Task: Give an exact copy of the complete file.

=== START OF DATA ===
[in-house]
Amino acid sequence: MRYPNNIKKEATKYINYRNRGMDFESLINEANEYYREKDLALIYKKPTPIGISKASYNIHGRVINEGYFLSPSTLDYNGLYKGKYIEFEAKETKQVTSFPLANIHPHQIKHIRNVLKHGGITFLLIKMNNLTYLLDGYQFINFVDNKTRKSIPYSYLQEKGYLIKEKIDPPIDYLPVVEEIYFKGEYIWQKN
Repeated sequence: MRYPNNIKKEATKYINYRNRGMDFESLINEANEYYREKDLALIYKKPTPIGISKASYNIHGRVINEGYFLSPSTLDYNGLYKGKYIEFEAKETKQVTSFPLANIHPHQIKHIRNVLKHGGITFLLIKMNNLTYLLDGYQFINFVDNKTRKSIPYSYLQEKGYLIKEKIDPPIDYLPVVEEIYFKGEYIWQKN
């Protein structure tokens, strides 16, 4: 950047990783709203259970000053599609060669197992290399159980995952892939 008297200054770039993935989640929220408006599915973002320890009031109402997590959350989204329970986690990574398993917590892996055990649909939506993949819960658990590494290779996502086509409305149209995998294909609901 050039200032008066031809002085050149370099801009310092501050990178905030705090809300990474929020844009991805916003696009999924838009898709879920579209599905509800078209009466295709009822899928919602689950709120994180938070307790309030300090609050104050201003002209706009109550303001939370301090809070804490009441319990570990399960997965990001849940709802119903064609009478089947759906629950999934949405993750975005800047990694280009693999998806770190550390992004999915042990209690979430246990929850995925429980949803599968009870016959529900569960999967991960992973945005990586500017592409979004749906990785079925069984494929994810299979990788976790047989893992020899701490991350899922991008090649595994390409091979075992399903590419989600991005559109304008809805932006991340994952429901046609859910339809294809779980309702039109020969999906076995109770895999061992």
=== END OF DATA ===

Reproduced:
[in-house]
Amino acid sequence: MRYPNNIKKEATKYINYRNRGMDFESLINEANEYYREKDLALIYKKPTPIGISKASYNIHGRVINEGYFLSPSTLDYNGLYKGKYIEFEAKETKQVTSFPLANIHPHQIKHIRNVLKHGGITFLLIKMNNLTYLLDGYQFINFVDNKTRKSIPYSYLQEKGYLIKEKIDPPIDYLPVVEEIYFKGEYIWQKN
Repeated sequence: MRYPNNIKKEATKYINYRNRGMDFESLINEANEYYREKDLALIYKKPTPIGISKASYNIHGRVINEGYFLSPSTLDYNGLYKGKYIEFEAKETKQVTSFPLANIHPHQIKHIRNVLKHGGITFLLIKMNNLTYLLDGYQFINFVDNKTRKSIPYSYLQEKGYLIKEKIDPPIDYLPVVEEIYFKGEYIWQKN
């Protein structure tokens, strides 16, 4: 950047990783709203259970000053599609060669197992290399159980995952892939 008297200054770039993935989640929220408006599915973002320890009031109402997590959350989204329970986690990574398993917590892996055990649909939506993949819960658990590494290779996502086509409305149209995998294909609901 050039200032008066031809002085050149370099801009310092501050990178905030705090809300990474929020844009991805916003696009999924838009898709879920579209599905509800078209009466295709009822899928919602689950709120994180938070307790309030300090609050104050201003002209706009109550303001939370301090809070804490009441319990570990399960997965990001849940709802119903064609009478089947759906629950999934949405993750975005800047990694280009693999998806770190550390992004999915042990209690979430246990929850995925429980949803599968009870016959529900569960999967991960992973945005990586500017592409979004749906990785079925069984494929994810299979990788976790047989893992020899701490991350899922991008090649595994390409091979075992399903590419989600991005559109304008809805932006991340994952429901046609859910339809294809779980309702039109020969999906076995109770895999061992």